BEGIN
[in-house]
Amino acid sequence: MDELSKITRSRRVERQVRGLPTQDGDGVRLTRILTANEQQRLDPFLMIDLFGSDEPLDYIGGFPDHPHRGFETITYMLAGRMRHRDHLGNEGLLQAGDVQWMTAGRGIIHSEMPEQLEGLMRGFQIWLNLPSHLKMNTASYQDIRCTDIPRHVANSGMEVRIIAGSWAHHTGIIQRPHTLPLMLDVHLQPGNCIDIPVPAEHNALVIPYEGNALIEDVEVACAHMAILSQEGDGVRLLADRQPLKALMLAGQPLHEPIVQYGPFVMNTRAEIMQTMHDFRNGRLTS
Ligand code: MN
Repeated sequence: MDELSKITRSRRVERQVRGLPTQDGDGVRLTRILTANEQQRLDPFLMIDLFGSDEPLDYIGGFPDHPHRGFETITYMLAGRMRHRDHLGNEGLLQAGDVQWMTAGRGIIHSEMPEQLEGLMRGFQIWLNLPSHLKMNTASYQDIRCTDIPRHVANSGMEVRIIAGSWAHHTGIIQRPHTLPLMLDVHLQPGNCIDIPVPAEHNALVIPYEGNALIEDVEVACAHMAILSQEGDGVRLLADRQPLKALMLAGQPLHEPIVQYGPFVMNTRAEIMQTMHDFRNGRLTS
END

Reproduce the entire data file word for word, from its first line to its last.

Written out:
[in-house]
Amino acid sequence: MDELSKITRSRRVERQVRGLPTQDGDGVRLTRILTANEQQRLDPFLMIDLFGSDEPLDYIGGFPDHPHRGFETITYMLAGRMRHRDHLGNEGLLQAGDVQWMTAGRGIIHSEMPEQLEGLMRGFQIWLNLPSHLKMNTASYQDIRCTDIPRHVANSGMEVRIIAGSWAHHTGIIQRPHTLPLMLDVHLQPGNCIDIPVPAEHNALVIPYEGNALIEDVEVACAHMAILSQEGDGVRLLADRQPLKALMLAGQPLHEPIVQYGPFVMNTRAEIMQTMHDFRNGRLTS
Ligand code: MN
Repeated sequence: MDELSKITRSRRVERQVRGLPTQDGDGVRLTRILTANEQQRLDPFLMIDLFGSDEPLDYIGGFPDHPHRGFETITYMLAGRMRHRDHLGNEGLLQAGDVQWMTAGRGIIHSEMPEQLEGLMRGFQIWLNLPSHLKMNTASYQDIRCTDIPRHVANSGMEVRIIAGSWAHHTGIIQRPHTLPLMLDVHLQPGNCIDIPVPAEHNALVIPYEGNALIEDVEVACAHMAILSQEGDGVRLLADRQPLKALMLAGQPLHEPIVQYGPFVMNTRAEIMQTMHDFRNGRLTS